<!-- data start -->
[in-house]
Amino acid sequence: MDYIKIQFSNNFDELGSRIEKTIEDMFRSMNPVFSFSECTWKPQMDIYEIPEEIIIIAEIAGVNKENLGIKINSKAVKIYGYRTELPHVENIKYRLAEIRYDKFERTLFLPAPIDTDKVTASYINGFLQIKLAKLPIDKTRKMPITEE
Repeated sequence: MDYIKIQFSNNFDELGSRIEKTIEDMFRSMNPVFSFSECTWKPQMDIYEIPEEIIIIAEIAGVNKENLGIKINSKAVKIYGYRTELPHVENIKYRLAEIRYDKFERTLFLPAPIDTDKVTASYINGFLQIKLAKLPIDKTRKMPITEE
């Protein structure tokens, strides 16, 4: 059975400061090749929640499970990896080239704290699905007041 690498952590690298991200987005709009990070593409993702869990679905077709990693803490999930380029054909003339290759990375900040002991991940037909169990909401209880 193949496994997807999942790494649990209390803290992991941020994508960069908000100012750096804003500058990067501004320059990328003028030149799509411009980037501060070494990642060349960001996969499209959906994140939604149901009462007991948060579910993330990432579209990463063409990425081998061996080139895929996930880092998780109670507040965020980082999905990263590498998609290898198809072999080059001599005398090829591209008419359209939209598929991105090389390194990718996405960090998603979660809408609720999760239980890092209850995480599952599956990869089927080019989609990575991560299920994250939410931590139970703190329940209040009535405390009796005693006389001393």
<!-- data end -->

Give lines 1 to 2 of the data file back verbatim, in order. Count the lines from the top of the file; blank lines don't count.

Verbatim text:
[in-house]
Amino acid sequence: MDYIKIQFSNNFDELGSRIEKTIEDMFRSMNPVFSFSECTWKPQMDIYEIPEEIIIIAEIAGVNKENLGIKINSKAVKIYGYRTELPHVENIKYRLAEIRYDKFERTLFLPAPIDTDKVTASYINGFLQIKLAKLPIDKTRKMPITEE